Friday, August 22, 2014

A Literary Pair

Paul Newman and Joanne Woodward browse the book carts outside the Strand Bookstore, c. 1950s.
Image via the Strand's Facebook page

Thursday, August 21, 2014

New Book Illustrates Labor Strife at the Strand

The Strand Bookstore in New York City is famous for being a destination for book lovers from all over the world. With its "18 miles of books," the Strand attracts customers who feel nothing but love for the bookstore, which has been in business since 1927. However, those who work at the Strand can tell a different story.
Image via

Back in 2012, employees of the Strand were embroiled in a labor dispute that arose when the store's owners proposed a new contract that the employees felt would reduce their wages and benefits. Exacerbating matters, non-unionized workers were being hired at an increasing rate, causing concern for the unionized workers already on staff. 

One of the workers on staff during this tumultuous period was Greg Farrell, who is still employed at the bookstore. Farrell, a comic artist and rapper who resides in Brooklyn, has documented the 2012 labor struggle of he and his coworkers in a new book. Titled On the Books, it's a comic strip account that tells the story of the struggle from the inside.

For On the Books, Farrell interviewed his fellow workers at the Strand, adding further depth to the story of the Strand's steady transformation "into a worker-unfriendly, corporate-style environment," as described by John Farley in a March 23, 2012, article for MetroFocus. In addition, Farrell inserts his own interpretation of the labor strife at the Strand, and in doing so, allows readers a peek into the struggles of a young working person in the recent economic environment.

On the Books was just released by Microcosm Publishing as part of its World Around Us series. At 128 pages, the paperback is now available for $11.95 through the Microcosm website. Although it's newly released, On the Books is already getting praise. One of Farrell's coworkers at the Strand said the following about the book on his website:

"This is a completely important, brilliant, and informative nonfiction work. Our struggle is real, [and] Greg nailed it. He's a primary source to what happened in the last contract negotiations, he did extensive research from primary and secondary sources for other events in the Strand's and the union's history, and at no point did I feel like his criticism was unfair. If you love the Strand and its employees, you need to read this."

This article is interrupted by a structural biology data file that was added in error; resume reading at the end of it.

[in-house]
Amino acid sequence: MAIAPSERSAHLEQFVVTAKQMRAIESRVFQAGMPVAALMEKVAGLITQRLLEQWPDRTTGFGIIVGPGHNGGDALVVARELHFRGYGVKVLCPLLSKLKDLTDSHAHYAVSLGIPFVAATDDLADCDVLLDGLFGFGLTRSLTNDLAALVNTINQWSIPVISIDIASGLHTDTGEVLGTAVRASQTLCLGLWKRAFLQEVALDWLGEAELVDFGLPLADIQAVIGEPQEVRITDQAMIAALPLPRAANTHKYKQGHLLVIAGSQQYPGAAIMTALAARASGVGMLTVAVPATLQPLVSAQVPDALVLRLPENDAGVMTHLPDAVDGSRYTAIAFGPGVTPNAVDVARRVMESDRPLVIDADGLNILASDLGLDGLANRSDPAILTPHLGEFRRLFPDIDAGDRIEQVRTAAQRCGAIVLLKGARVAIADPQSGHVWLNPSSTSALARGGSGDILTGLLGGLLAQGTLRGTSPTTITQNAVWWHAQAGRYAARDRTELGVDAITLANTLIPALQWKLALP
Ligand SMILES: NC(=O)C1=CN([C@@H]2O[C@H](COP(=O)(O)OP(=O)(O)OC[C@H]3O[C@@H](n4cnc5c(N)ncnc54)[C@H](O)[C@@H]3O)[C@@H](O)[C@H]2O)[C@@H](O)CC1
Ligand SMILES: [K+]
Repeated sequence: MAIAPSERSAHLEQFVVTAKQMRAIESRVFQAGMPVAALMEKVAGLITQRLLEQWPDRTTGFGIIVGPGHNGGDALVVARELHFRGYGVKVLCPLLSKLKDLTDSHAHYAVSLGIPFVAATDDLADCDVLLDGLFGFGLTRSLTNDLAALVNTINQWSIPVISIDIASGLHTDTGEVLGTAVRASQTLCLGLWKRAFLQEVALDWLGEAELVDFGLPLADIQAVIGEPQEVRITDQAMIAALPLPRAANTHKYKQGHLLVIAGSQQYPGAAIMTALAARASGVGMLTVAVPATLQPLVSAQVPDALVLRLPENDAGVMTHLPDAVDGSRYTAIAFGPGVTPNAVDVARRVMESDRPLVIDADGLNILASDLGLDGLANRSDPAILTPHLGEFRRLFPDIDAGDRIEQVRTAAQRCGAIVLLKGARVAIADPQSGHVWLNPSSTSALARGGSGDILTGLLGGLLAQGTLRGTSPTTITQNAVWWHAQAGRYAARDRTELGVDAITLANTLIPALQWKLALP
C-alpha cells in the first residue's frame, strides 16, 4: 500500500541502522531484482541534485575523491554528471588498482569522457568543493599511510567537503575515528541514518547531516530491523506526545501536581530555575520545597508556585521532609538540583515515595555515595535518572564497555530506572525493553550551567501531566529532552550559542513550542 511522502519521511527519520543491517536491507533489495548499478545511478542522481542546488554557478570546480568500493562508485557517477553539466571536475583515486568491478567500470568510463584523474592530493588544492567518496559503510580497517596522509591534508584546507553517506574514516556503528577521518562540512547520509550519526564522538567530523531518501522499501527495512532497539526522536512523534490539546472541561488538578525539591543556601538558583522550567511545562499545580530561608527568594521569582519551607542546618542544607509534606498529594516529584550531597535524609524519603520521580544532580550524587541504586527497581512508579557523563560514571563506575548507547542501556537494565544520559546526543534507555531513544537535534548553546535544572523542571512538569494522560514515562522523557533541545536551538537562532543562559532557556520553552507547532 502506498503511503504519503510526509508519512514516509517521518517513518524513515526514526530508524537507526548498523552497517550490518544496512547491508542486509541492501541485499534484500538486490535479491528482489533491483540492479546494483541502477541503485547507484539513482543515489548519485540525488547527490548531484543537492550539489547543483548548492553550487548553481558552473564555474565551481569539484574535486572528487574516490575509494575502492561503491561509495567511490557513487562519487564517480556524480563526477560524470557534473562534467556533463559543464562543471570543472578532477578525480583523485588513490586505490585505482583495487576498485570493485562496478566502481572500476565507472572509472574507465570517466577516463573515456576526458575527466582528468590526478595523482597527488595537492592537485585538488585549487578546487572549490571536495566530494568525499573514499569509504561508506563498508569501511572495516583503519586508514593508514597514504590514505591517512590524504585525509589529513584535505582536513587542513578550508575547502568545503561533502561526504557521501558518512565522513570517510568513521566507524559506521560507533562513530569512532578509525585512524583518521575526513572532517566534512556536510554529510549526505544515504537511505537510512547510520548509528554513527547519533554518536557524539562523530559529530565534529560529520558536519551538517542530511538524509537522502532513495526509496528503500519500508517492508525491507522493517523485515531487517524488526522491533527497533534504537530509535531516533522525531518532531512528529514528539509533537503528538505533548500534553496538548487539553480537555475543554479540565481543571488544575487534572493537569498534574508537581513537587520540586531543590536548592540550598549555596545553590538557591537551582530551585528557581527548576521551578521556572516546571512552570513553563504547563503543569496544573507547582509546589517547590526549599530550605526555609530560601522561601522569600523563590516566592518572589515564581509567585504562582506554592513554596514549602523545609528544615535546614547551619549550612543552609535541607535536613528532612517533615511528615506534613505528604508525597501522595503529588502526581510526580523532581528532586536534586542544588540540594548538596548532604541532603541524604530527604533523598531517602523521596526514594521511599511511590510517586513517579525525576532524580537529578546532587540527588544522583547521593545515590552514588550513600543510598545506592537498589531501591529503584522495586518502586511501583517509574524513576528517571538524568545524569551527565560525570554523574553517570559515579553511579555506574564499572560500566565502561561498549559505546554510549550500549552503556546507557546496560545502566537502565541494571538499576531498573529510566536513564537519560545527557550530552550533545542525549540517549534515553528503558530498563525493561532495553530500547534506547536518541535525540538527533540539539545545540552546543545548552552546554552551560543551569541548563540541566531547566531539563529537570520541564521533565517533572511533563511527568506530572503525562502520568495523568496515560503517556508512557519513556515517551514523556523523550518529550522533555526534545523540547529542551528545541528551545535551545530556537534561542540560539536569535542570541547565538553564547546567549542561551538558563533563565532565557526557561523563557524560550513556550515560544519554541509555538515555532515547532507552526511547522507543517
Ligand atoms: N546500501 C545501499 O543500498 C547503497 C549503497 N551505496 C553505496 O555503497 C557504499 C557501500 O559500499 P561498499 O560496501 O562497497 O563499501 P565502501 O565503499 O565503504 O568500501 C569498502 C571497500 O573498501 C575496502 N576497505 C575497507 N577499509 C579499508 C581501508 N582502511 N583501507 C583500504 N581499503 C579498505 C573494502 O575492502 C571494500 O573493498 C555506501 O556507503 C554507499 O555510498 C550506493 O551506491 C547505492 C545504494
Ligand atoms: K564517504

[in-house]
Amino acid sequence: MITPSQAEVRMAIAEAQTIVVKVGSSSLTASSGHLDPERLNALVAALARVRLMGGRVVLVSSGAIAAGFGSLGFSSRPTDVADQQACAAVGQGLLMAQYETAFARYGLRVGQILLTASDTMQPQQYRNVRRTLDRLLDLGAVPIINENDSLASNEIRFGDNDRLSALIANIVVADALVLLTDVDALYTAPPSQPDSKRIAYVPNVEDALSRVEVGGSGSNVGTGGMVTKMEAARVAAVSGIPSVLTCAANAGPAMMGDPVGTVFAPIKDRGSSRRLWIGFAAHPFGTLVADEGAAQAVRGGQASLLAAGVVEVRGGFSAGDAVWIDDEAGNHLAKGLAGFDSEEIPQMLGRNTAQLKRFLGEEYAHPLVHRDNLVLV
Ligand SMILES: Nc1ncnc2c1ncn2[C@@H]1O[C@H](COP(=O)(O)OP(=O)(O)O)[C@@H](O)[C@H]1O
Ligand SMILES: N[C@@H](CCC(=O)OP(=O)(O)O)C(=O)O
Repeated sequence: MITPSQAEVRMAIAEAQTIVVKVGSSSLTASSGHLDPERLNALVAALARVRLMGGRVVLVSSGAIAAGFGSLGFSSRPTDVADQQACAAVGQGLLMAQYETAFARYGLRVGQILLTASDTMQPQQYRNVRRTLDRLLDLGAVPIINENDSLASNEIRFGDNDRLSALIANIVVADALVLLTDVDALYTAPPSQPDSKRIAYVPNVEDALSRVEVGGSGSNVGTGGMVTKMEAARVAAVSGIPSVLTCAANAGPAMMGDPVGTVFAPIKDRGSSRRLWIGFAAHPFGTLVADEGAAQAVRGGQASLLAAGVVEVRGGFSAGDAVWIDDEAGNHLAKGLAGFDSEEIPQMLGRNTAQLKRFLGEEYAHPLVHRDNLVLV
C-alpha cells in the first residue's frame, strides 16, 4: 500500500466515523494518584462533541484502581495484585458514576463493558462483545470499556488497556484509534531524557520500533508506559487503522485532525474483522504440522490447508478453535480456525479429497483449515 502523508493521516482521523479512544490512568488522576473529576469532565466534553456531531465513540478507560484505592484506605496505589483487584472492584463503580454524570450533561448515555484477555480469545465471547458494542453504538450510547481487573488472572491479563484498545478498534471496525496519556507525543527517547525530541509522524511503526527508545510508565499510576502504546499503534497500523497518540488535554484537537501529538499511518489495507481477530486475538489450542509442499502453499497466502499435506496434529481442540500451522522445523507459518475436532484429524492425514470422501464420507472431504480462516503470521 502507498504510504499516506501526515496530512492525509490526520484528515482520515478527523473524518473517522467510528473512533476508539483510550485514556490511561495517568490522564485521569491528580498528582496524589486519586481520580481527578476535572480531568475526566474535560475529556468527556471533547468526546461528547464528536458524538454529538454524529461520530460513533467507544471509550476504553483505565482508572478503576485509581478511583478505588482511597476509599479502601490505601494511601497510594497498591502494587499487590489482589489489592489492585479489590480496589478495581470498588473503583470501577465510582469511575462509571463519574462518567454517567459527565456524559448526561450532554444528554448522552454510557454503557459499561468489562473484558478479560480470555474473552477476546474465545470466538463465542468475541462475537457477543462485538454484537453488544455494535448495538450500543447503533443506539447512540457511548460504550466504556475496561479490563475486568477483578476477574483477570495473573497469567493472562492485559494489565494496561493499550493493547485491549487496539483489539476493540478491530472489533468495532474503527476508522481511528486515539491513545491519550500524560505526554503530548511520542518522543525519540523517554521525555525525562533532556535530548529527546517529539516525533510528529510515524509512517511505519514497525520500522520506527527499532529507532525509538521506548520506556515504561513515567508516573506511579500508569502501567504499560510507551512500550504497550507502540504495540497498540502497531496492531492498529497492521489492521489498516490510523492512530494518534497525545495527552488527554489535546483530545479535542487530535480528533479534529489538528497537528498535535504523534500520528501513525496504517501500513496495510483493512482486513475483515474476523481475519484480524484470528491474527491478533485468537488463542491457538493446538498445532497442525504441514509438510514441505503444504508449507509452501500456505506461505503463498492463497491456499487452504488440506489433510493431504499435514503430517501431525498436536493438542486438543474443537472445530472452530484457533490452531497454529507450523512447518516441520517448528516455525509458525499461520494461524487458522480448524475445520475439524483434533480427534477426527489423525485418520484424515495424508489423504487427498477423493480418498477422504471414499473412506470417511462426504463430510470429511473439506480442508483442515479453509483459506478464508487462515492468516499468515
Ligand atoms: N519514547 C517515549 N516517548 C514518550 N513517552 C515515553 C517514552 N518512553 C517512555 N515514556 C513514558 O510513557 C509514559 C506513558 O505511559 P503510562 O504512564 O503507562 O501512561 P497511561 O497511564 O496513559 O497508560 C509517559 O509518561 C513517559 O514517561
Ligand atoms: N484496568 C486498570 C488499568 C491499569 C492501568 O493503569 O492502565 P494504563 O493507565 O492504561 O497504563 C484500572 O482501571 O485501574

On the Books by Greg Farrell can be purchased directly from the author at the Strand, as well as from Forbidden Planet and online through Microcosm, Amazon, and elsewhere. It can also be downloaded as a PDF or e-book at Farrell filmed two trailers for On the Books. You can view the first trailer on YouTube and the second one below:

Thursday, August 14, 2014

Queer Book Dioramas on Display at NY Public Library

In the heart of Greenwich Village, a historically gay-friendly neighborhood in New York City, is a never-before-seen display of miniature.
Michelle Brennan's diorama of Roving Pack, by Sassafras Lowrey.
Image via

The Queer Book Diorama Show is currently on view at the Jefferson Market Branch of the New York Public Library. The library, located on 6th Avenue, between West 9th and 10th Streets, is housing dioramas that were assembled by thirteen LBGTQ artists. Hailing from the United States, Canada, and South Africa, these artists have chosen to explore the relationship between LGBTQ readers and literature through the construction of their dioramas.

The artists, and books they interpreted as dioramas, are: Melissa Sky and Jennifer Corbett, Beebo Brinker Chronicles by Ann Bannon; Michelle Morgan, Chelsea Girls by Eileen Myles; Michael Moran, Dancer from the Dance by Andrew Holleran; Jenny Lin, Female Masculinity by Jack Halberstam; Jacky Flagg, Fun Home by Allison Bechdel; Jason Bishop and Tim McMath, Mommy Dearest by Christina Crawford; Kate Conroy, Oranges Are Not the Only Fruit and Rubyfruit Jungle by Jeanette Winterson and Rita Mae Brown, respectively; Michelle Brennan, Roving Pack by Sassafras Lowrey; Victoria Baker, Rubyfruit Jungle by Rita Mae Brown; Daniel Roza Lang, Time Considered as a Helix of Semi-Precious Stones by Samuel R. Delany; and Ketch Wehr, The Story of Ferdinand by Munro Leaf.
Jason Bishop and Tim McMath's diorama of Mommy Dearest, by Christina Crawford.
Image via 

The Queer Book Diorama Show was curated by writers Sassafras Lowrey and Hugh Ryan. Speaking to the Daily Beast, Ryan said, "Sassafras and I wrote a call inviting people to create a diorama based on a book that was meaningful to them in their development of their queer identity. We received nearly 100 proposals from around the world - including Canada, South Africa, Ireland, and the Czech Republic - for dioramas that ranged from pocket-sized to life-sized, on everything from picture books to dense philosophy. Had we not been limited by the space of the gallery, we would have included all of them!"

In addition to the dioramas, there will be panel discussions with the artists. Melissa Sky, Michelle Moran, Jacky Flagg, Kate Conroy, and others will shed light on their artistic process, as well as converse about queer art and literature and explain the relationship between author and reader. The panel discussions will take place at the Jefferson Market Library and will be free to attend for the general public. Sassafras Lowrey and Hugh Ryan will moderate the discussions, which are scheduled to begin at 7PM on Friday, September 5, and Friday, September 19. For more details on the scheduled events, go to THIS LINK.

The Queer Book Diorama Show was made possible through the sponsorship of the Lambda Literary Foundation, the Pop-Up Museum of Queer History, MIX NYC, and the New York Public Library.